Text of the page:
The University of Manchester launches new interactive tree trail

The University of Manchester has launched a new interactive Tree Trail to encourage people to get outside and discover more about the trees around them.

The University is encouraging staff, students and the local community to get out and enjoy the physical and mental health benefits associated with nature and the outdoors and learn something new about the trees they may see every day.

The new Tree Trail is a project led by the Environmental Sustainability team which has worked closely with Urban Green and City of Trees to develop three distinct trails that highlight 50 of the 1,500 trees across Oxford Road Campus, North Campus and Whitworth Park. This initiative is part of the University’s Campus Masterplan, a ten-year project creating world-class facilities for staff, students and visitors to enjoy.

The trail has been designed as a web-based app which can be used by anyone with a smartphone or handheld device. Users are also encouraged to take their own tree photos and comments and share these via Instagram. There is a dedicated account (@uomsust) and each tree has its own hashtag to make identification easier.

Julia Durkan, University Sustainable Campus Officer at The University of Manchester said: “Trees are important for nature, the environment and our health and wellbeing but are often overlooked. We wanted a Tree Trail that would engage and connect with staff, students and the local community and believe the innovative use of smartphones and social media will help us appeal to a much wider audience.”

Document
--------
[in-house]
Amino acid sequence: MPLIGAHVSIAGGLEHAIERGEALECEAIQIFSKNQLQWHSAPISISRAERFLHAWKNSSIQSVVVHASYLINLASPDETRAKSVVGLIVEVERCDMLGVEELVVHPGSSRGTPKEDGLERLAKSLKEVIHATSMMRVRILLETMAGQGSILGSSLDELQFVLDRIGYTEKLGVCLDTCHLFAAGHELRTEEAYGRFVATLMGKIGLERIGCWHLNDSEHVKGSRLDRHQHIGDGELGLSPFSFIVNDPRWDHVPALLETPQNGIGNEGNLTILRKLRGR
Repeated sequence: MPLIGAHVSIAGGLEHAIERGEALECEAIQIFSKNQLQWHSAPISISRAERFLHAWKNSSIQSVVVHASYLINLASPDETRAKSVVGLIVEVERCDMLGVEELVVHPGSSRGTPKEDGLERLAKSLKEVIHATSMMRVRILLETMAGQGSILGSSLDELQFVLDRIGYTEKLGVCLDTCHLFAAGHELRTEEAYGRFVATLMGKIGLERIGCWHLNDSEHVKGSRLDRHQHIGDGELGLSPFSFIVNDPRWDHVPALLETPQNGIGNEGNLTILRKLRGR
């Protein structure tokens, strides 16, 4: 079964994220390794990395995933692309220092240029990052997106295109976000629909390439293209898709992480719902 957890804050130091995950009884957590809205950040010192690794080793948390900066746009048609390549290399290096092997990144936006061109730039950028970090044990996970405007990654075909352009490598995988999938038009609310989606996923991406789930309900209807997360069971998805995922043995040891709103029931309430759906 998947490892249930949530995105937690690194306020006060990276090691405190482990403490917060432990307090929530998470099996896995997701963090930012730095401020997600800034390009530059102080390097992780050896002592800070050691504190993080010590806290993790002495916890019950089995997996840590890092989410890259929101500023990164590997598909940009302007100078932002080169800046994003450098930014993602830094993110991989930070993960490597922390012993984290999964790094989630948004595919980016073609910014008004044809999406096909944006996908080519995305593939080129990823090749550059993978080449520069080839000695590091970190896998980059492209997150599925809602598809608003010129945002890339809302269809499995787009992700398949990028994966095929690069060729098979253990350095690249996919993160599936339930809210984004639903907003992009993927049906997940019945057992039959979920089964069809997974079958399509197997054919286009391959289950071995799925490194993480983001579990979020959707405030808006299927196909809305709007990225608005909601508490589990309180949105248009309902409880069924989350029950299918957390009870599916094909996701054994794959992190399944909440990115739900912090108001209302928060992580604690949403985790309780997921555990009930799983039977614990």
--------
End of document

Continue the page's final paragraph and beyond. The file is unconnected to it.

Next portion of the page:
Scott Fitzgerald, Managing Director at Urban Green, said: “People have a very personal relationship with the trees that they see each day. We want people to use the Tree Trail to feel a sense of ownership – the trees on campus are ‘their trees’ and we look forward to seeing the Tree Trail grow as people share their own photography and comments.

“We hope the Tree Trail is both educational but also helps foster a deeper understanding and appreciation of some of Manchester’s many amazing trees.”

Pete Stringer, Technical & Green Infrastructure Planning Manager at City of Trees, commented: “It was great to work with the University to identify some of their more important and interesting trees in and around campus.

“We know urban trees play a hugely important role in our towns and cities, and we hope people taking part in the Tree Trail will understand the need to both protect the trees we have, and plant more of them.”

The Tree Trail has been developed as part of the University’s Living Campus Plan which addresses the challenges of a growing urban campus alongside the opportunities a healthy environment provides for people and nature.

Visit the Tree Trail website to take part.

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